Spring home maintenance ideas for busy homeowners

Mon Mar 25 2024

Back-view of woman holding paint brush sitting next to a paint can on deck

Sunny days and warm temperatures can only mean one thing: it’s time for home maintenance! 

Others may celebrate the start of spring with picnics and bike rides, but homeowners like you know it’s the perfect time to get outside and take a good look at what’s going on with your house. Here are some spring home maintenance tips to keep your abode in tip-top shape!

Clean your gutters and downspouts

Almost every article we write about home maintenance includes a tip for cleaning your gutters. It’s even one of our six tips for preventing flood damage. But there’s a good reason for this. Not only does pulling out the gunk that accumulates over the winter help stop pesky mosquitoes, but it also protects your home’s roof, walls, and foundation. 

You want to clean your gutters and downspouts before the heavy spring rains come. That way you can make sure the system drains properly and pushes water away from your home. Also inspect your gutters and downspouts for:

  • Cracks.

  • Rust.

  • Sagging.

  • Water damage.

  • Mold.

  • Pooling water.

These can be signs that your downspouts and gutters need to be replaced.

Check for termites

Warm weather brings out all kinds of animals and insects, and probably the least appreciated of these is termites. Subterranean termites, for example, start swarming in the spring, and that makes them particularly risky for your home.

Unfortunately, home insurance rarely covers termite damage, so you want to find problems before they start. Here are a few signs of a termite infestation:

  • Small pinholes in your walls.

  • Buckling or crumbling wood.

  • Narrow tunnels, called mud tubes.

  • Discarded termite wings.

  • Peeling paint.

  • Stuck doors and windows.

If you aren’t sure if you’ve found an infestation, you may want to hire an exterminator to inspect your property.

Reseal exterior wood

The wood around your house expands and contracts with the rise and fall of temperatures. This, plus moisture from winter ice and snow, can cause it to weaken, warp, and even rot. To protect against this, take the time to reseal your woodwork, like decks, fences, railings, and trellises. 

Before you buy sealant and get to work, note that you may have some repairs to make. Plus, you’ll want to give the wood a good scrubbing and sand the surface. This helps ensure that wood can absorb the new sealant.

Inspect your roof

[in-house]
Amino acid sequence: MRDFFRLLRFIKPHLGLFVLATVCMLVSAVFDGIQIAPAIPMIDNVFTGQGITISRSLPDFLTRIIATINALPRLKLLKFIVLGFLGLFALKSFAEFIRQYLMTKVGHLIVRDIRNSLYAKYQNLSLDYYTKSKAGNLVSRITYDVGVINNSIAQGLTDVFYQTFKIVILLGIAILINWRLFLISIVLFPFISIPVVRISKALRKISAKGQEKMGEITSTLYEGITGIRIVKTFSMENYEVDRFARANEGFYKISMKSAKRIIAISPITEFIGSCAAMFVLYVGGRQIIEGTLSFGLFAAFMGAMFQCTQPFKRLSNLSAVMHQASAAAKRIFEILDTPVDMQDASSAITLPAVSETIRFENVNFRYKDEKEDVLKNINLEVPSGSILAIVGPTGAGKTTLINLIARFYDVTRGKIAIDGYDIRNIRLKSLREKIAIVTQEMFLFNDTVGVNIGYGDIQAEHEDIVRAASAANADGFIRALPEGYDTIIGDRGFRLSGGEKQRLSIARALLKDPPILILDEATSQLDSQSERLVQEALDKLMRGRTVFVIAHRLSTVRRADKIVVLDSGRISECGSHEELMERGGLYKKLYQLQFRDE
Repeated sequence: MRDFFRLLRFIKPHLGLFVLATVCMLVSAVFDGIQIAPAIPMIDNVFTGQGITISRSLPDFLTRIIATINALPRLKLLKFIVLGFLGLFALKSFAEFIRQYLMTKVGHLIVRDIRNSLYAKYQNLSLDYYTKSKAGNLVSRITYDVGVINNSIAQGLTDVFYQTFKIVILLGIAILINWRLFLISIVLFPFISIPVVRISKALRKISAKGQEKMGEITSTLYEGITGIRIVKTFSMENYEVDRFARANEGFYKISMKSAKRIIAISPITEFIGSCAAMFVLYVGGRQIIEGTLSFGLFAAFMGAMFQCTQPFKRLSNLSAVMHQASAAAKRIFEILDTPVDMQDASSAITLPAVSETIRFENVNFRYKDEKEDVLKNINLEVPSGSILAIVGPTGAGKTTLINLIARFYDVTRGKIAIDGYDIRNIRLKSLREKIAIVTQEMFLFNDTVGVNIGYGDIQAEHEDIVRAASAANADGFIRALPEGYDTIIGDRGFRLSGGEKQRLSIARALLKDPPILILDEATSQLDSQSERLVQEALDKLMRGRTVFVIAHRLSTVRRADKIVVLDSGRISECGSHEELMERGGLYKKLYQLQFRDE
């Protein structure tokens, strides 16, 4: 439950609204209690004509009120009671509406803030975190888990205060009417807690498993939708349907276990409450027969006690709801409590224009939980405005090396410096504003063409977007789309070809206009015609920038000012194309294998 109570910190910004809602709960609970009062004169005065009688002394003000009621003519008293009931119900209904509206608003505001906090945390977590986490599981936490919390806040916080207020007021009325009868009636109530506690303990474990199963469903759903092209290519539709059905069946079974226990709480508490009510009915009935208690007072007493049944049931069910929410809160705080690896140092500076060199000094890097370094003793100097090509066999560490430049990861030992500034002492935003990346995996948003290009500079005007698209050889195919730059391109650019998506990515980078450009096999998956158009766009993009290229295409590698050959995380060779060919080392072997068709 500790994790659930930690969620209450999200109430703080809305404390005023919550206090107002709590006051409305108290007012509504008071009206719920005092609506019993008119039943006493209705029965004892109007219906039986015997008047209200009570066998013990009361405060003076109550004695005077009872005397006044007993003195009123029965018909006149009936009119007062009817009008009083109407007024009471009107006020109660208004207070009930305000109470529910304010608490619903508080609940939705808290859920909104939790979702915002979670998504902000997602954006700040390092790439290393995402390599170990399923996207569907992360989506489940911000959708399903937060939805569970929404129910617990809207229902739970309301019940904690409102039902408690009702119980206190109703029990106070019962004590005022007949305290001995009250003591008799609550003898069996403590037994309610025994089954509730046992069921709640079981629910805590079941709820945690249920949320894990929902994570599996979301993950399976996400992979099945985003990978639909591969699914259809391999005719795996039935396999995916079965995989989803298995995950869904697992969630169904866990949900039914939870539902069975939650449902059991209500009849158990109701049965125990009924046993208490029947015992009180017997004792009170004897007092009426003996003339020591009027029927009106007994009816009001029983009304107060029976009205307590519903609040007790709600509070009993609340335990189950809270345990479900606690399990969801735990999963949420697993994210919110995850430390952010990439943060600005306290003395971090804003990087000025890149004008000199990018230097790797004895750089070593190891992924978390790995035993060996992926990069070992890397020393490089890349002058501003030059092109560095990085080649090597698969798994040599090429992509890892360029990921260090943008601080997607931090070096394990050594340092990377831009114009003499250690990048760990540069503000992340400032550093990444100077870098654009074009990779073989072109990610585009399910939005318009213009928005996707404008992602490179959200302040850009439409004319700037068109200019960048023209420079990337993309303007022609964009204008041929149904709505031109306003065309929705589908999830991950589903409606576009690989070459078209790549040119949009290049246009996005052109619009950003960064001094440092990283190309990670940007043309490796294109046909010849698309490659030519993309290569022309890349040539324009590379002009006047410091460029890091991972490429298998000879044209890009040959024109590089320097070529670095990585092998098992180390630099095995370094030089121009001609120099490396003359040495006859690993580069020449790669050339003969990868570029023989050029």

Winter storms do a number on your roof each year, so one of your most important spring maintenance tasks is to give it a good once-over. This isn’t to suggest that you should climb a ladder and inspect your roof﹘leave that to the professionals! But from the safety of the ground, you can grab a pair of binoculars and look for:

  • Damaged or missing shingles.

  • Buckling or curling shingles.

  • Mold, moss, and piles of leaves.

  • Pooling water. 

  • Cracks in chimney or skylight seals.

If you see signs of a problem, get in touch with a reputable roofer who can perform a more thorough inspection. That way, you may avoid a minor problem turning into a major leak in your home.

Check asphalt and concrete paths

Winter weather can also cause asphalt, concrete, and other types of hardscaping materials to  crack. That kind of damage is unattractive, but it can also create a tripping hazard for your guests and others.

Luckily, the snow melting in the spring usually gives you a better idea of how much damage you have. You may be able to fix small cracks easily enough, but larger patches may require you to patch asphalt or replace concrete paths.

Test your sprinkler system

Spring gets most homeowners thinking about their lawns and gardens, but neither will grow well if your irrigation system isn’t ready. Start by turning on your sprinklers to see what happens. Ideally, water comes out and there are no problems. However, you may find that some sprinkler heads are broken and need to be replaced. 

Once you’re sure the sprinklers are working, you want to check that they’re working in the right way. Adjust the sprinkler heads so they spray your flowers and grass﹘not your house, sidewalk, or street. Not only will your plants thank you, but your water bill may too!

Examine your screens

One of the best parts of spring is opening up your doors and windows to let fresh air flow through the house. But that’s only enjoyable if you can also keep mosquitoes and flies out, so take a good look at the screens on your doors and windows. Fixing those rips and tears in your screens is surprisingly easy, and most home improvement stores have repair kits for under $20.

Service air conditioner

While the spring is usually moderate, summer temperatures are on the way. You can prepare for the hot months ahead by getting your air conditioning unit serviced. Technicians can clean your HVAC system to ensure it’s working efficiently. Some home warranty plans include this annual maintenance, so make use of it to keep your home cool and your electric bills down.

Trim trees

If you have trees growing towards or over your home, use the early springtime as an opportunity to trim and shape trees. Once the spring rains start, you don’t want limbs falling on your roof or knocking down gutters. This is also an opportunity to remove any dead wood or other hazards that could hurt you or your property.

Check your foundation

Once the soil starts to thaw, check your foundation, both inside and out. On the outside, look for any depressions or areas where water may be headed towards your home rather than away from. Inside, look for water intrusion or signs of settling – such as cracks – that could cause problems later.

Home maintenance is the key to keeping your property safe and secure. Get more tips in our ultimate home maintenance checklist.


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